10:00am PT by Alyse Whitney
'Unbreakable Kimmy Schmidt': Inside Season Two's Biggest Musical Moments
[Warning: This story contains spoilers from the first five episodes of Unbreakable Kimmy Schmidt's second season.]
Unbreakable Kimmy Schmidt isn’t trying to top “Pinot Noir,” but that didn't stop the Netflix comedy from kicking off a new season with a show-stopping musical number for Titus (Tituss Burgess) in the first episode.
Season one's cliffhanger was resolved when Titus makes amends with his estranged wife Vonda (Pernell Walker) and finally gives her their first wedding dance: a choreographed number to Paula Abdul’s “Forever Your Girl” in the middle of Penn Station. The song choice fits perfectly, but Burgess reveals it wasn’t their first pick.
“The first choice was a song by Mariah Carey, but they couldn't get it cleared in time, so we used ‘Forever Your Girl,'" he tells The Hollywood Reporter. “The energy of that song marks the energy of the scene better than the original one.”
Choreographer Tanisha Scott put together the routine, but Burgess notes that there was a bit of improvisation when it came to the “nuances and then the little Titus moves." Subsequently, the “uniquely New York moment" was originally much longer than what ended up in the final cut.
Ultimately, the dance had more of a message than just a makeup between Vonda and Titus. “The dance was equally for Kimmy as much as it was for Vonda, to answer the question of, ‘Will you bail on me?’ and proves he’s at least making an effort,” showrunner Robert Carlock explains. “Doesn't mean he still won't perhaps just do so at some point — you never know with him — but I think he's trying.”
The scene was just the first hint of musicality in season two. By episode five, Titus sang in almost every scene with a slew of made up hilarious rejected songs from the Great American Songbook, ranging ambitiously from Sondheim’s Pinocchio musical to a knockoff Annie called Gangly Orphan Jeff.
Unlike with “Pinot Noir,” which was mostly written by the writers with light assistance from composer Jeff Richmond, the songbook tracks were written almost entirely by Richmond, Carlock explains.
“Jeff wrote a couple of them and re-worked the ideas that we had done,” Carlock says. “There's the joyful opening number, the heartbroken number and the victorious ending number. We not only wanted to have those apply to the story as if the story were a musical and help sell the story, but we also wanted to touch on different kinds of composers and different eras of American musical theater. Each one had to be the right kind of song at this moment in the quote-unquote-musical of Titus’ journey.”
Titus and Lillian (Carol Kane) duet on the final song, “Just Go On,” which has become one of Burgess' favorites. “It's such a beautiful mantra, and actually has assisted me in my own personal life outside of the show,” he says.
Kane admits she was “pretty nervous” about singing onscreen “because Tituss has the voice of an angel,” but the two hid away in his dressing room with a piano between scenes to perfect the tune.
Surprisingly, Jane Krakowski does not sing in the songbook episode, even though her impressive pipes were employed frequently on 30 Rock when she played Jenna Maroney. Krakowski, who is currently starring in the Broadway musical She Loves Me, says there’s a perfectly reasonable explanation.
“I have had discussions with Robert Carlock and Tina Fey and they have sadly made the decision that Jacqueline can't sing,” she says. “I did get one singing moment, during the private wardrobe fitting which they turned into a Busby Berkeley moment. We did one [take] where I sang it just off, like I really couldn't sing the whole time … but they didn't end up using that one. I don't know if that's to leave the door open for future possibility for singing, but I did really enjoy the story that Jacqueline would be just slightly off the whole time.”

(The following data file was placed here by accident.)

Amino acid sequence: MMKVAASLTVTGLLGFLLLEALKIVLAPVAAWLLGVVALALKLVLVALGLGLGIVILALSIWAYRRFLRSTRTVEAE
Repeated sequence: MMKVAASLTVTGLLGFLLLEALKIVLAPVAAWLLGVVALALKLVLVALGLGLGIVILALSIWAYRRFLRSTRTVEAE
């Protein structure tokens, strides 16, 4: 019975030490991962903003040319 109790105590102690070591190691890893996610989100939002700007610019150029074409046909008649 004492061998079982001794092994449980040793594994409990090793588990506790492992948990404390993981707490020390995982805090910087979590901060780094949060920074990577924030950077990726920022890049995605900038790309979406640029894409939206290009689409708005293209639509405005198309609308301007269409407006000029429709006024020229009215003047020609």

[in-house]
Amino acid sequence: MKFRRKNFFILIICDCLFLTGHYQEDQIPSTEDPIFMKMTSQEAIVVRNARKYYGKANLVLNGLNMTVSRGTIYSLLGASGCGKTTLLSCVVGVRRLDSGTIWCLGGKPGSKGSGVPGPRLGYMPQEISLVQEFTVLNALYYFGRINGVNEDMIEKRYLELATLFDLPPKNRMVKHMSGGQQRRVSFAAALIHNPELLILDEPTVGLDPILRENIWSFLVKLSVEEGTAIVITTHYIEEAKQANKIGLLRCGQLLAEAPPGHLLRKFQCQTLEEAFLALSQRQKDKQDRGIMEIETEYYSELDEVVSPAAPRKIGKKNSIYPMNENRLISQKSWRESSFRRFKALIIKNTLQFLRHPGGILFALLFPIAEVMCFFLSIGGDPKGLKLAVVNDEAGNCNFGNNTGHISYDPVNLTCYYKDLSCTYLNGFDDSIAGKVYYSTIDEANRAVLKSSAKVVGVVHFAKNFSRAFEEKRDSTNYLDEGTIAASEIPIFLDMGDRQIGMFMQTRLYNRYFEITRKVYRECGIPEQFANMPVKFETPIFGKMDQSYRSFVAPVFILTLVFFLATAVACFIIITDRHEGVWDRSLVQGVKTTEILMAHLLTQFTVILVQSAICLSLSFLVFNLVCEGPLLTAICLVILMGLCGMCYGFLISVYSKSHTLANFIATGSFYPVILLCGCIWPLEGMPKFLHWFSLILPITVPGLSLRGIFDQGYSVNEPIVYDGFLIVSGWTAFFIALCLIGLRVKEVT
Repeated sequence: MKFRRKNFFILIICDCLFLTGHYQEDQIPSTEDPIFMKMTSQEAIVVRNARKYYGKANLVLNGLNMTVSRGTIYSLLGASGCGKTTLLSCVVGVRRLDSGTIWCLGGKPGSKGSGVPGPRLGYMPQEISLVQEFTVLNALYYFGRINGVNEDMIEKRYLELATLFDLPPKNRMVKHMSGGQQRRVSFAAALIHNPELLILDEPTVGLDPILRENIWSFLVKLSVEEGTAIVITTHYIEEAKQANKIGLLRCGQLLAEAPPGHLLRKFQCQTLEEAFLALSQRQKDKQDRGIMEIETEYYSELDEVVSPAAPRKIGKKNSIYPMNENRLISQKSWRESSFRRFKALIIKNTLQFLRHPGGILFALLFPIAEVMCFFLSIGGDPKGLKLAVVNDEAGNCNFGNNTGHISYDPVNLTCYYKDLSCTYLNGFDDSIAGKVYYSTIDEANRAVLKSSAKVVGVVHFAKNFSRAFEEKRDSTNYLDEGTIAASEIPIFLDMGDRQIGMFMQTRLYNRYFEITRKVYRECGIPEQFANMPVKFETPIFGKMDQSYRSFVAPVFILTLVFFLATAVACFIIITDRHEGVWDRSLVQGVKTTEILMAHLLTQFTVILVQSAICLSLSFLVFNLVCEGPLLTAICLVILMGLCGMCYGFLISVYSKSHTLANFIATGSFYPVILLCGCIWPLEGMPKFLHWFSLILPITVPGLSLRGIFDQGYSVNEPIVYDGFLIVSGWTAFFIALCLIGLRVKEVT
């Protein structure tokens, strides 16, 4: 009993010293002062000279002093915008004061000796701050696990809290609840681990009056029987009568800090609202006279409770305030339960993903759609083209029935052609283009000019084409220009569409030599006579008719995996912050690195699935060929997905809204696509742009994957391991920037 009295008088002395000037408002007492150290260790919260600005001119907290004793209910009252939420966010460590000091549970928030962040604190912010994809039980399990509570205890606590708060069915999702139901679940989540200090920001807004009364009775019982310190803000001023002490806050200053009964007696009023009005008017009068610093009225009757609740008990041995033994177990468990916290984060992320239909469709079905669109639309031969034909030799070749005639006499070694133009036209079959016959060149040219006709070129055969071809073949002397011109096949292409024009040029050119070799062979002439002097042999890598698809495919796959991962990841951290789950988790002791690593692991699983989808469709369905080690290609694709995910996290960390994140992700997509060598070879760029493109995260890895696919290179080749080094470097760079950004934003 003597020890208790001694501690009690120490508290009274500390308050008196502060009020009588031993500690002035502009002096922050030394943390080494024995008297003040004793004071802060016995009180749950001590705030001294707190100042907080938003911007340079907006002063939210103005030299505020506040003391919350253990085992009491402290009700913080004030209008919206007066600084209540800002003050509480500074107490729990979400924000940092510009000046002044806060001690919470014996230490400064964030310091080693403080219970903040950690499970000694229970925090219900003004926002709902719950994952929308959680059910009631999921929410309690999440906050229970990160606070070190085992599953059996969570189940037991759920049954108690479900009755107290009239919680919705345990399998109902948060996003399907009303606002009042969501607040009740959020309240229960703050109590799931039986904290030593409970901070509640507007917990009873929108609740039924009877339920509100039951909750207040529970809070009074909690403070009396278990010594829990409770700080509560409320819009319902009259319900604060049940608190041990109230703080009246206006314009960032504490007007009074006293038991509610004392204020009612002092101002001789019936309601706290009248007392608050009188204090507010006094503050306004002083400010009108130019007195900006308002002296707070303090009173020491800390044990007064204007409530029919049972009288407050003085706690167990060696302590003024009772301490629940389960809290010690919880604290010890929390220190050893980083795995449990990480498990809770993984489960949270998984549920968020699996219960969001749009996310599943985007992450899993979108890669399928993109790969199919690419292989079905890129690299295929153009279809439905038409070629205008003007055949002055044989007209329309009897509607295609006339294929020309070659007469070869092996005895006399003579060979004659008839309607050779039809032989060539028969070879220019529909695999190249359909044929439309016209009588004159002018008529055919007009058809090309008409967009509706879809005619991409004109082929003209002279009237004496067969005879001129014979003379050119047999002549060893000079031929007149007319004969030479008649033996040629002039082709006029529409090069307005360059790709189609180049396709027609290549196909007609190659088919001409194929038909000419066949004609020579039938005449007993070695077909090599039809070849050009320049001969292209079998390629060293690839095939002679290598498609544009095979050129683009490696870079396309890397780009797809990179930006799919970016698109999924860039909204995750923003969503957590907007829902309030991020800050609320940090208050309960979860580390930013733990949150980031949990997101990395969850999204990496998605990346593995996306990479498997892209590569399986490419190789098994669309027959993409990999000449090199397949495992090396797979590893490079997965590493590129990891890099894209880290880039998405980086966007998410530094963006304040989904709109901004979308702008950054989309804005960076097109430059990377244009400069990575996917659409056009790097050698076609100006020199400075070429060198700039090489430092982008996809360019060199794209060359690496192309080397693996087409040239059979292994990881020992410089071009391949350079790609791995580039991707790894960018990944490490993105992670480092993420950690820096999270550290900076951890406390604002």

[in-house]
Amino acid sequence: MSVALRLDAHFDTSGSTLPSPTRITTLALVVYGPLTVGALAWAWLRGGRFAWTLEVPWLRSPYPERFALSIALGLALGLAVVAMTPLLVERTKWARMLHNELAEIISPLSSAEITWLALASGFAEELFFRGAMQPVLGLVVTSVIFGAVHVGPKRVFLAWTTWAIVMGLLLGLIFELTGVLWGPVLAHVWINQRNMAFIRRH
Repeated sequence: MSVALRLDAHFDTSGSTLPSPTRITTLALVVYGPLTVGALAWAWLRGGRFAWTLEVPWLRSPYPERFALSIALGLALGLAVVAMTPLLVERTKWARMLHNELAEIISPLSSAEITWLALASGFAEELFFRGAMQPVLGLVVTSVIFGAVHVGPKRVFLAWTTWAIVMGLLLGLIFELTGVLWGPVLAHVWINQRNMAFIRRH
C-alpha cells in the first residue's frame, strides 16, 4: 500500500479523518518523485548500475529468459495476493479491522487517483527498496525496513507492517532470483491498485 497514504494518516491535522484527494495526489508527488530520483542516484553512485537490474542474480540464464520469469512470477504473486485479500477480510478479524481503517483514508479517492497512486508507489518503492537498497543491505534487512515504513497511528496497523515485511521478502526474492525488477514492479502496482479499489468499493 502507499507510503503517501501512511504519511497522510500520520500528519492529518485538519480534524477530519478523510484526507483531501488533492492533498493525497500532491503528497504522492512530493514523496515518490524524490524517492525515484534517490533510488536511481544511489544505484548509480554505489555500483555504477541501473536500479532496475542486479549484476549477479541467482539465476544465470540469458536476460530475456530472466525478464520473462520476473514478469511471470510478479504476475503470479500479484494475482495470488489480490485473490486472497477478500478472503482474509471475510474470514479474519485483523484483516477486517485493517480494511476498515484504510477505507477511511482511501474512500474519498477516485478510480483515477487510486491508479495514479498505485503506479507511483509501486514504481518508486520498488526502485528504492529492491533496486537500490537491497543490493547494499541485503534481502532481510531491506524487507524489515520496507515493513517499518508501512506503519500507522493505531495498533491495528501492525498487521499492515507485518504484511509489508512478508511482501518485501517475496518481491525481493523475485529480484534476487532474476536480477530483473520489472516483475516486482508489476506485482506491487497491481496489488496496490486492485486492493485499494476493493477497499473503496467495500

With many great musical moments this season, could it all be leading up to a full musical episode like Carlock and Fey did on 30 Rock? Maybe.
“It’s tricky. We bend our reality in terms of dreams — and there’s a fantasy sequence this season that is animated when you’re seeing inside someone's brain — but ... we did feel like we had to justify the singing in our world,” Carlock explains. “I think it might be hard to have everybody singing for no reason. In 30 Rock, we thought it was kind of excused in many ways because we're in the world of entertainment. ... This show, we try to cue a lot more to the real world, so we would have to somehow justify having everyone sing. But maybe everyone gets hit on the head and just starts singing.”
Considering Burgess was at the center of his own music-centric episode this season and he comes from the Broadway world, he is on board for a musical — as long as they do it right.
“Just because we can doesn't necessarily mean we should. I think there's something special about borrowing from the musical world versus being fully immersed in it,” Burgess says. “No doubt, it would be funny and poignant. No doubt that they could pull it off. I wonder, will it have the same efficacy as it does when we get glimpses of it?”
Krakowski, on the other hand, is rallying for a musical so she can sing. “Through the days of 30 Rock and with Kimmy, I have always wanted to do a Bugsy Malone type of episode,” Krakowski pitches. “I would hope maybe one day that that can happen and then as they are singing within their characters like a musical of heightened reality, that they have to burst into song. ... I think it would only be the ultimate fantasy musical episode for all of us to get to do.”
Unbreakable Kimmy Schmidt season two is streaming now on Netflix.